• Well they did kinda win you know.
  • My God, What Have I Done?: Waverley first feels this when the Jacobites march through his father's estate and later when he meets his own former regiment in battle. Flora feels this when Fergus is sentenced to death and she feels responsible for prodding him into revolt with her own Jacobite fanaticism.
  • New Meat : the title character. In the beginning even Rose has seen more of warfare then him.
  • Noble Savage: the Scottish rebels. Played painfully straight.
    • Sometimes subverted. Many of the rebels are rustlers, or racketeers. Some are political schemers and some poor folk armed with nothing but Torches and Pitchforks. And they often quarrel over precedance in a manner contrary to the interests of their cause. Even Fergus and Flora are to some degree Frenchified, making them less "pure" example's of savages.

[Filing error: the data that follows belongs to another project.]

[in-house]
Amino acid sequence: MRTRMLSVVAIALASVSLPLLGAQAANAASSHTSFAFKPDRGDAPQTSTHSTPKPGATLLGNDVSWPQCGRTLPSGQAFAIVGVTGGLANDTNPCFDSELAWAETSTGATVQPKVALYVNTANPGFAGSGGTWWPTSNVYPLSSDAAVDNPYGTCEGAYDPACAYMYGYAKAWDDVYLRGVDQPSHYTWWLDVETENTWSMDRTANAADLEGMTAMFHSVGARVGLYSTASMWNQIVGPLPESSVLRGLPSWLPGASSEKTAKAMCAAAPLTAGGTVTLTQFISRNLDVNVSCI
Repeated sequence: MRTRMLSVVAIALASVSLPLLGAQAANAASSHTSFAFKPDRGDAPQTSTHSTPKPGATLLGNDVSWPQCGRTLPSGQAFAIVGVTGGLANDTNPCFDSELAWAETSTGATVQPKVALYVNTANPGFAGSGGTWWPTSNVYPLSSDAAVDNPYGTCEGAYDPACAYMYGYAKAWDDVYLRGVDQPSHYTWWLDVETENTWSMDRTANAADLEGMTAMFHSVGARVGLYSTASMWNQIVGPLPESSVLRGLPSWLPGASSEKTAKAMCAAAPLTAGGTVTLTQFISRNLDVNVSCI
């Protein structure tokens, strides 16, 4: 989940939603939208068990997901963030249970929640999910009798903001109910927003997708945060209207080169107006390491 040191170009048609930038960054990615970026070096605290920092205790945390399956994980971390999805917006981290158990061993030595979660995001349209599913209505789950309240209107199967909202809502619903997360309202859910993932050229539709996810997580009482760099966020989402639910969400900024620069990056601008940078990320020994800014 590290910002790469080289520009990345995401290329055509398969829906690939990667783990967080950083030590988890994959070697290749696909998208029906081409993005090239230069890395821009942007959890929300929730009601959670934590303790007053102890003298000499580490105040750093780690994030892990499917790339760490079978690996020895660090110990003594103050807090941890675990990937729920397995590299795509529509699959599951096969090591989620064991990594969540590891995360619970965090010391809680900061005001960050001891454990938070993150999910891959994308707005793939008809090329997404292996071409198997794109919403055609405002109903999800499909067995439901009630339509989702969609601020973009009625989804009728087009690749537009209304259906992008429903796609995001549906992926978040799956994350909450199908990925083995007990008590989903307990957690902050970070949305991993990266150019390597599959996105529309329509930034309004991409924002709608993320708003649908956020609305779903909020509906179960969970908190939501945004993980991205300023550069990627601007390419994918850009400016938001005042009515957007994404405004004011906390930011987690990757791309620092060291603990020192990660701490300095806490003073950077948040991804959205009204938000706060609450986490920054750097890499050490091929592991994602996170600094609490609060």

• Inverted with Talbot, who is portrayed as more noble than his Scottish captors by dint of being "civilized"
  • Opposing Combat Philosophies: Highlighted at Preston.
  • The Pardon: Talbot begs this from King George for Waverley effectively arguing, "He's just a silly boy and besides he did it for a girl".
  • Pinball Protagonist: Waverley
  • Planet of Hats: the Scots
  • Please Spare Him, My Liege!: Talbot to King George for Waverley. In a downplayed version, Waverley to Prince Charlie for Talbot(Charles has no intention of executing him but has to be convinced to let him go see his family).